Skip to main content

Author S.K. Ali, who recently published Saints and Misfits, a book aimed at teens, poses for a portrait at the Pickering public library, Wednesday, July 26, 2017.

In 2014, the #weneeddiversebooks movement was launched. Dakshana Bascaramurty reports on how the publishing industry is making progress

In Judy Blume's 1970 young adult novel Are You There God? It's Me, Margaret., the protagonist Margaret Simon, on a personal spiritual quest, attends a Rosh Hashanah service at a synagogue. Reading Blume's novels as a teen, Toronto writer S.K. Ali, the Muslim daughter of South Indian immigrants, marvelled at how these religious spaces – ones she'd never set foot in – were seamlessly integrated into the characters' worlds without any fuss. But a question tugged at her: "What was the difference between that and having a Muslim girl go to mosque?"

It took three decades for Ali, now a 45-year-old teacher, to see a YA novel with a Muslim protagonist as relatable as the ones in Blume's books – and she was the one who had to write it.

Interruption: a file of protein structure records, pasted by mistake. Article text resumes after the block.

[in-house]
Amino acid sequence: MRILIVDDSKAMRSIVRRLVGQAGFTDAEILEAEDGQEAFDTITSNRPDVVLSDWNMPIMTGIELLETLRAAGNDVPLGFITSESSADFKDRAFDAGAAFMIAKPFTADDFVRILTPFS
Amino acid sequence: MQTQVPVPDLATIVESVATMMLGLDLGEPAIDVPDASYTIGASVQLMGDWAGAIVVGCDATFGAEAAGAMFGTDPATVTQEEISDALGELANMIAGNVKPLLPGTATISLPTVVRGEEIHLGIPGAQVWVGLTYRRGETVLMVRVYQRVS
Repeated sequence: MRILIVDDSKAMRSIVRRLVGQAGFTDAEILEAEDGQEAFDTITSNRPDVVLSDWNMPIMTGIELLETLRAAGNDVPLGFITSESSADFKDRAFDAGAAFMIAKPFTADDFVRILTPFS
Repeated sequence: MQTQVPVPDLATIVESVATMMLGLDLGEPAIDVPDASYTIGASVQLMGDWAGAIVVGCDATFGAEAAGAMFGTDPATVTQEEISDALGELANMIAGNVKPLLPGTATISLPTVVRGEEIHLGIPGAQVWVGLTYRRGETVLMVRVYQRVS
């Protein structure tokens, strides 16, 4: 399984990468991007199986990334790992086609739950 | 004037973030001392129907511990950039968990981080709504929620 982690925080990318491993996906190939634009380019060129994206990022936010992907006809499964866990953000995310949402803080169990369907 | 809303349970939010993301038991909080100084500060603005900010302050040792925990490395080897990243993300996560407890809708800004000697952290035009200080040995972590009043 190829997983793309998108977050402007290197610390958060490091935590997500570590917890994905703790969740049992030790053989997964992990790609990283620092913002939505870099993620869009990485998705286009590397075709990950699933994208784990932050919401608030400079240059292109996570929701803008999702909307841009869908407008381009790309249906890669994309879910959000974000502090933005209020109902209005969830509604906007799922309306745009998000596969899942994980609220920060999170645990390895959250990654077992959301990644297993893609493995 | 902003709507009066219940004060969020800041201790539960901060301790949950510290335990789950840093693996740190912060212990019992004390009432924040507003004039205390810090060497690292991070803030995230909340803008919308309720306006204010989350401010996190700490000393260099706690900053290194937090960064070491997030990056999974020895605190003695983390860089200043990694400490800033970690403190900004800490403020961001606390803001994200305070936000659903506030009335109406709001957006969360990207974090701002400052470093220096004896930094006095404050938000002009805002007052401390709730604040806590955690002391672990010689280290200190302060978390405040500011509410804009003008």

Her debut novel, Saints and Misfits, told from the perspective of 15-year-old Janna Yusuf, was published in June by the new Muslim-focused Simon & Schuster imprint Salaam Reads.

It comes at a time when the publishing industry is making notable efforts to recruit underrepresented writers to tell stories starring underrepresented characters. This long-overdue shift is largely motivated by the #weneeddiversebooks movement, which was started on Twitter in 2014 to draw attention to the lack of diversity in children's literature.

The statistics are striking: In a 2014 analysis of 3,500 children's books published in the United States and Canada, just 11 per cent were about non-white characters and only 8 per cent were written by non-white authors, according to the Cooperative Children's Book Center at the University of Wisconsin-Madison.

Until recently, most so-called diverse offerings were didactic explainers of non-Christian holidays or what LGBTQ publisher S. Bear Bergman sneeringly calls "very special episode" stories, in which plots can be summed up as "some people have two moms … and that's okay" or "some people use a wheelchair … and that's okay."